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Revista Facultatii de
Stiinte Politice si Administrative

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Indexata in baza de date

internationala (BDI)

Coordonat de Sabin DRĂGULIN

Volum III, Nr. 3(9), Serie nouă
Iunie – August 2015 

New legal Concepts in the XXIst Century Global Society:
from “Global Good Governance” to “Global Eco-diplomacy”
[1]

                                                                                   

Abstract: In the present paper, we’ll try to analyze briefly some of the concepts commonly used in the domain of international relations, connected to the field of human rights and we’ll attempt to show their connection to other areas as human security, human development and sustainable development. After briefly analyzing the content of concepts such as global governance, good governance, we’ll reveal their relation to the concept of environmental security, due to the reality that,  for the XXIstcentury global world, the protection and preservation of the Earth environment will represent one of the fundamental obligations of the political actors. This ethical (the ethical element representing, within the global society of XXIst century, one of the most important instruments of the global post-capitalist policy) and legal obligation (consolidating an authentic global environmental law, significantly enriched from the sanction-implementation viewpoint, as compared to the current set of international environmental regulations law, deeply enriched at compulsory level, in comparison with the present legal body of environmental law) will be implemented not only regarding state actors but also, non-state actors which cannot be neglected anymore in the XXIst century global society. We’ll also analyze other juridical concepts as eco-development, sustainable development, with some short observations regarding a global environmental law. The third section will present some considerations over the perspective of introducing “the rights of the nature”, within the XXIst century international law, where environment would be a distinct subject of international law, nearby states and international organizations, enjoying a special range of distinct rights. The fourth section focuses on the perspectives of eco-diplomacy and its legal nature (an inclusive type of diplomacy, based on the harmonious relation between the human being and nature or, on a contrary, dichotomic diplomacy, based on an antagonist relation between the human being and the environment).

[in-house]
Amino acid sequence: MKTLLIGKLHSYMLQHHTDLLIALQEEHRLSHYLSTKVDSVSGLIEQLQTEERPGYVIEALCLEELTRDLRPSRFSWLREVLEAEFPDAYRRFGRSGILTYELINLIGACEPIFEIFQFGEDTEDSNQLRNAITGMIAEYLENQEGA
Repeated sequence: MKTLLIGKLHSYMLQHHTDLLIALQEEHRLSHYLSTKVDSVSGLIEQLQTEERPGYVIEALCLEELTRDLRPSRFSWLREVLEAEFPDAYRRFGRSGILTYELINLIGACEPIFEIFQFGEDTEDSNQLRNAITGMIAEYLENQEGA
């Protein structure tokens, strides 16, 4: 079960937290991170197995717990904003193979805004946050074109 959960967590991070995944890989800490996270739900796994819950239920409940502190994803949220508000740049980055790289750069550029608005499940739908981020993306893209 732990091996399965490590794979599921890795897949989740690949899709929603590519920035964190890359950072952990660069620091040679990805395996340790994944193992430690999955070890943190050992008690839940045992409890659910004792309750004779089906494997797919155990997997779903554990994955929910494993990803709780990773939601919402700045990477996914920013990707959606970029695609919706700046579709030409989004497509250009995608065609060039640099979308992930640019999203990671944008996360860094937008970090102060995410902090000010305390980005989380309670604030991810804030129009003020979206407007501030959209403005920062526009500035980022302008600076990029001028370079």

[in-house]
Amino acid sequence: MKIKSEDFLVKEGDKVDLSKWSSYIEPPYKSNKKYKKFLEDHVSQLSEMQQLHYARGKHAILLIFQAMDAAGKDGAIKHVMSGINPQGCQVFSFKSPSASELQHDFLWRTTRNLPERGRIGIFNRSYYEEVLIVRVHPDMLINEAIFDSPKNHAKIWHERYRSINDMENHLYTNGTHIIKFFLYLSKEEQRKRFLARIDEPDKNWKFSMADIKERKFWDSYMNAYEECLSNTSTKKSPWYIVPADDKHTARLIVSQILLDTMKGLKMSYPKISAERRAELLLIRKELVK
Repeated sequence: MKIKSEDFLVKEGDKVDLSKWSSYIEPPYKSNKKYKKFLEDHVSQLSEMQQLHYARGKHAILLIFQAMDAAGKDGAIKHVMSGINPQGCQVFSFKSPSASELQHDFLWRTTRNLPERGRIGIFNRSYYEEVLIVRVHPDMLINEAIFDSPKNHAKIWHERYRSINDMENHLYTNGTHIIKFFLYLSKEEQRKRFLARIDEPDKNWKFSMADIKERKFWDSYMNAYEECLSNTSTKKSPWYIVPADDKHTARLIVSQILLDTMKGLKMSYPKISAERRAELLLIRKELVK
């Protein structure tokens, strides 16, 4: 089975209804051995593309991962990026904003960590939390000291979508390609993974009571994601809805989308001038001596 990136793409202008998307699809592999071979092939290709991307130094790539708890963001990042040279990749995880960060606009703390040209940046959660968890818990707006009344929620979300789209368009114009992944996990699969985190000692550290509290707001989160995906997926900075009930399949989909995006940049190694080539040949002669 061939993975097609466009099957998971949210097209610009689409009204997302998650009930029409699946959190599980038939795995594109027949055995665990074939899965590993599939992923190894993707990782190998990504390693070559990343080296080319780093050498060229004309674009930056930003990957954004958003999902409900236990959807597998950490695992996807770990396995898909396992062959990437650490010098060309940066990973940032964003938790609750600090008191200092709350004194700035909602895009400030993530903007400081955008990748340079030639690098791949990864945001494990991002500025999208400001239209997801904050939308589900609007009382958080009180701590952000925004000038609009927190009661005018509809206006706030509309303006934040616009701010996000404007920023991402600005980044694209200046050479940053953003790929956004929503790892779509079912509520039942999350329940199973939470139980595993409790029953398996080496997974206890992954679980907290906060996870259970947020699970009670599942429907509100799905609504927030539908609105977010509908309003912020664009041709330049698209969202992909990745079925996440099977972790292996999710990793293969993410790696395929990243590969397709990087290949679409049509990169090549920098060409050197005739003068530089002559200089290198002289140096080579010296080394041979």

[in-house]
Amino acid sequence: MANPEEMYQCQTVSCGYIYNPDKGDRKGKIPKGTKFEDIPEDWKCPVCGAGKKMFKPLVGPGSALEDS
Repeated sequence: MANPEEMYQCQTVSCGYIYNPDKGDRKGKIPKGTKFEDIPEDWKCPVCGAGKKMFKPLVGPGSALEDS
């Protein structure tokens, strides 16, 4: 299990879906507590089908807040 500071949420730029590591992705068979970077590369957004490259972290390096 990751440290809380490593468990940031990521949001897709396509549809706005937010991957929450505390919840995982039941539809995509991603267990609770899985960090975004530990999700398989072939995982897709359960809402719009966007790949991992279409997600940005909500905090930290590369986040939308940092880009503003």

Keywords: global good governance, global eco- diplomacy, global society, eco-development, sustainable development

The Concept of “Global Governance” and its Connection to the Concept of “Good Governance”

Dating back to the Cold War, the term “global governance” was initially associated with Willy Brandt, referring to the North-South relation, to the human rights and sustainable development. On the initiative of Willy Brandt, the Commission on Global Governance/1995 was created; its report presented the concept of a world governing, which is based on the premise of a complex relationship, not only among governments, but also among the private actors (NGOs, citizen movements, multinational corporations, media and the world market – regarded here as an actor per se)[2].

The Commission proposed a quite flexible definition of “global governance”, taking into account the composite nature of the XXIst century world: “the sum of the many ways individuals and institutions, public and private, manage their common affairs. It is a continuing process through which conflicting or diverse interests may be accommodated and co-operative action may be taken. It includes formal institutions and regimes empowered to enforce compliance, as well as informal arrangements that people and institutions either have agreed to or perceive to be in their interest.”[3]

The concept of “global governance”, widely used in international relations, especially in the recent doctrine, is designed to explain a model of the global world as a world of complex interdependencies, being regarded as a phrase that meets the need to implement certain international regimes and certain methods of managing the global affairs characterizing the world, at the beginning of the XXIst century[4]. The UN system reform, the humanitarian intervention, the UN involvement in disseminating the democratic values at global level (e.g. UN monitoring the election procedures in Namibia/1989, Angola/1992, Cambodgia/1993, the former Soviet republics/1995) are some of the aspects related to the term “global governance”. The doctrine also quotes the creation in 1992 of an Election Assistance Division within the UN Department for the Peace Maintaining Operations, thus establishing the grounds for a global election assistance process (under the aegis of the UN), which brings the phrase “global governance” closer to the phrase “good governance[5].